A Judge has today ruled at Liverpool County Court that infant passengers are entitled to flight delay compensation in a case that Bott and Co estimate could be worth £10million a year to consumers
The case relates to a flight from Lanzarote to Birmingham which was delayed for more than nine hours on 29th December 2015. Mr Varey instructed Bott and Co to help recover flight delay compensation for him and his 6 month old daughter who travelled sat on his knee.
The airline agreed to pay flight delay compensation to Mr Varey, but argued that his daughter was not entitled to flight delay compensation under EU Regulation 261.
Several airlines have been trying to get out of paying the infant passenger compensation for delayed flights.
This is another significant judgment that will assist UK passengers in claiming the compensation to which they are entitled.
Coby Benson, flight delay solicitor at Bott and Co, the firm renowned for clarifying this area of law for consumers in the UK, said: “We have always considered this to be a straightforward argument and we welcome this judgment from the court.
“The history of this regulation has been legal challenge after legal challenge from the airline industry and we are pleased the court has provided another pro-passenger decision.”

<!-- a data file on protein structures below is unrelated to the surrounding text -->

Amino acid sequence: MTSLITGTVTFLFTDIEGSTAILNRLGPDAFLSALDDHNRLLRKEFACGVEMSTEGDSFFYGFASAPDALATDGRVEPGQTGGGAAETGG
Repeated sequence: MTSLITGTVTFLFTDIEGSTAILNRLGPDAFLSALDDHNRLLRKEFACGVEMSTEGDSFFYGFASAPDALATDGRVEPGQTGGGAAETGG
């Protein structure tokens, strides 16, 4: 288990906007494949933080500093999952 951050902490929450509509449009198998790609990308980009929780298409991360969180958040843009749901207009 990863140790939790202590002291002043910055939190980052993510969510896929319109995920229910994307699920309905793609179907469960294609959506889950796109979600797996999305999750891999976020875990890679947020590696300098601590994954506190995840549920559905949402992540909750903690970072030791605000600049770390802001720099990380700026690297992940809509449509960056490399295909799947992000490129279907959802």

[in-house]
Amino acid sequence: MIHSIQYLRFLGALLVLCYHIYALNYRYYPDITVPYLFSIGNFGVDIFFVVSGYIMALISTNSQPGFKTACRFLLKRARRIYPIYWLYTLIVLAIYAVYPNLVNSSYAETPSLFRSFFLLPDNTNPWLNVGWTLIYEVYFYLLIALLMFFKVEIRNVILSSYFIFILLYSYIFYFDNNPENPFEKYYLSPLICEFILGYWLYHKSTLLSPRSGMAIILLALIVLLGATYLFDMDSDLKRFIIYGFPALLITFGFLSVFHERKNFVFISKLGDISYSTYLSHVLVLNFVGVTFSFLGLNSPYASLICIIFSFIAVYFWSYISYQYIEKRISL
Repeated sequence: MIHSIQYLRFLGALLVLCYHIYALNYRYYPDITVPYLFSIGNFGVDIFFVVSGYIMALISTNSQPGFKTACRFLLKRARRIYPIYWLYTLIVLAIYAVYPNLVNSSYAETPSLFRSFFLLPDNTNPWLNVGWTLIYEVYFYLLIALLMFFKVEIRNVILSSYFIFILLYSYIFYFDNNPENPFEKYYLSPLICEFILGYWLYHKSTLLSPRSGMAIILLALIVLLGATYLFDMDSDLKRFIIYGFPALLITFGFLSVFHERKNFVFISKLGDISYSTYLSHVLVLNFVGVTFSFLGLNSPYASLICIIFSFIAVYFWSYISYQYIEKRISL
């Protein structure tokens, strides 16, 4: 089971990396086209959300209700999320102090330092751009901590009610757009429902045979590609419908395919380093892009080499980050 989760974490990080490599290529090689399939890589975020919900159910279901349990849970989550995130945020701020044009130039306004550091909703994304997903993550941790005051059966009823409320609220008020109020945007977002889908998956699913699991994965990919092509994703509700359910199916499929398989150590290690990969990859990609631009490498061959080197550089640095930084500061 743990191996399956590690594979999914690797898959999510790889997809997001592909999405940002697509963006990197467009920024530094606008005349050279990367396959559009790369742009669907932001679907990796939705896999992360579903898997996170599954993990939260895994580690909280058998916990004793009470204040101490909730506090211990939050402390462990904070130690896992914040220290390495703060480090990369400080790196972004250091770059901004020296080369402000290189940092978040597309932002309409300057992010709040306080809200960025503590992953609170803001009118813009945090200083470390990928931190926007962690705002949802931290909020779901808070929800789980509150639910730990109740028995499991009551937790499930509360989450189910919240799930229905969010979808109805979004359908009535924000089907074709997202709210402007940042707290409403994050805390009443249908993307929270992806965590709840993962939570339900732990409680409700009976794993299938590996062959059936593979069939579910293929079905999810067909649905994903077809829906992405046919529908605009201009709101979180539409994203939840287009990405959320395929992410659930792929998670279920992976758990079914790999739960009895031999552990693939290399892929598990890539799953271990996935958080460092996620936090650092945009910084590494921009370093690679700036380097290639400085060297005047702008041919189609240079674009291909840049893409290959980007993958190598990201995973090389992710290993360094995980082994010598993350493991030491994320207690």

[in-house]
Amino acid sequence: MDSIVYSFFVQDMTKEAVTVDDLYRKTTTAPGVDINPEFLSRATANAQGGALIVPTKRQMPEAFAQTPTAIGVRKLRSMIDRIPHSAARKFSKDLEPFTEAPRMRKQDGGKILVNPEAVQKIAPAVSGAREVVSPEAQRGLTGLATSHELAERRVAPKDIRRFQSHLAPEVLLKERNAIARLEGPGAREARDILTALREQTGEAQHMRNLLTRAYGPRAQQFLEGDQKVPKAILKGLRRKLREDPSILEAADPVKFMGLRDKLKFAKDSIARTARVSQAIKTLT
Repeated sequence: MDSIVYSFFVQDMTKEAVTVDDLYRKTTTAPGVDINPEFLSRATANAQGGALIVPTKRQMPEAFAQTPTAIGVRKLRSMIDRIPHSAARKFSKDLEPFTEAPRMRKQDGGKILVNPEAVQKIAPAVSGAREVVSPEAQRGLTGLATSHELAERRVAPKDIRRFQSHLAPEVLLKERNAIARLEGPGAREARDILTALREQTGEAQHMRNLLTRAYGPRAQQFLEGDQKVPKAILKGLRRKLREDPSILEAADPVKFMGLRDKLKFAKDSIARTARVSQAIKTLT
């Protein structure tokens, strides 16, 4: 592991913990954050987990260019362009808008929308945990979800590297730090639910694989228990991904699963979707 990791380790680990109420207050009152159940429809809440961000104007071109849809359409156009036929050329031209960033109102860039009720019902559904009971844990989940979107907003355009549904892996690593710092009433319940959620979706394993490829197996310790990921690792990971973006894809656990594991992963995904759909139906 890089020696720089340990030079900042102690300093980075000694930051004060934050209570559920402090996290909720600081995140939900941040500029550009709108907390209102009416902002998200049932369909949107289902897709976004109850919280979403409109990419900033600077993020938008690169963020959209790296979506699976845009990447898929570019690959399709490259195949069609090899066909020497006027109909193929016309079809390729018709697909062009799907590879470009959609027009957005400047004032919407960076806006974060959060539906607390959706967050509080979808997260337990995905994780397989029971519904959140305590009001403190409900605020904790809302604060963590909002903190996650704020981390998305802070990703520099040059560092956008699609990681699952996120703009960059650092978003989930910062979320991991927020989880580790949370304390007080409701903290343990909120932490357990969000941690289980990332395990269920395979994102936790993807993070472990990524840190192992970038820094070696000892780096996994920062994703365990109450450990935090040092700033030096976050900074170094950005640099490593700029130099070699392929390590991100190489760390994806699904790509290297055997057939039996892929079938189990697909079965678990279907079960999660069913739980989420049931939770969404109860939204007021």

The airline argued that the infant was not a passenger covered by the regulation as she did not have a confirmed reservation, did not have a seat and that she was travelling free of charge, despite the fact a £20 administration fee was paid. They also claimed that the passenger did not suffer trouble and inconvenience because of her young age.
“This is another significant judgment that will assist UK passengers in claiming the compensation to which they are entitled.”
In handing down the judgment, His Honour Judge Pearce said: “Many passengers in many situations (for example, on buses and trains) travel without having a seat. They are nonetheless passengers for that, and I can see no justification for restricting the meaning of the word in this one situation to exclude those without their own seat.”
This is an important decision and Bott and Co hope that judges will now use it to intervene earlier in arguments of this nature so that infant passengers get their compensation at the same time as adult passengers going forward.
The airline has requested leave to appeal against the decision.
Download the Judgment in full